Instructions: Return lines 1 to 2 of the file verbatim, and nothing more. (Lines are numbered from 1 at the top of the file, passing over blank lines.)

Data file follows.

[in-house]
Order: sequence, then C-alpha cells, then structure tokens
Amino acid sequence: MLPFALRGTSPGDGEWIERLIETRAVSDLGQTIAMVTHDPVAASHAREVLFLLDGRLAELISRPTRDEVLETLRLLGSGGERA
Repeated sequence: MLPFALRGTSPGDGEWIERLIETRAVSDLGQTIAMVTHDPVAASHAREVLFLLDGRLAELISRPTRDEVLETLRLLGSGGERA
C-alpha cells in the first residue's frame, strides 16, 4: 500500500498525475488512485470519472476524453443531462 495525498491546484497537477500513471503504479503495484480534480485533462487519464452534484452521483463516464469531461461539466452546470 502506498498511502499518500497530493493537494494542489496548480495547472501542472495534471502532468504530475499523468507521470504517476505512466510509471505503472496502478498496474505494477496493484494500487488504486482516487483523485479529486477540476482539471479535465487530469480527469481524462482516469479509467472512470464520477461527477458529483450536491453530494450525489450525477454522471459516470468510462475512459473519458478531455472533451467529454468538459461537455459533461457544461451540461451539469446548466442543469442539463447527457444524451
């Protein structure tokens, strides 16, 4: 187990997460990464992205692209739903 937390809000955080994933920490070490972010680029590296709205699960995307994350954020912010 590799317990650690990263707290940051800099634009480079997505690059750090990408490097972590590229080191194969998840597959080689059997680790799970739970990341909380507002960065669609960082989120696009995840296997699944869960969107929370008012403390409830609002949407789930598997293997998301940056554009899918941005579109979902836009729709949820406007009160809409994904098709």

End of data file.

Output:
[in-house]
Order: sequence, then C-alpha cells, then structure tokens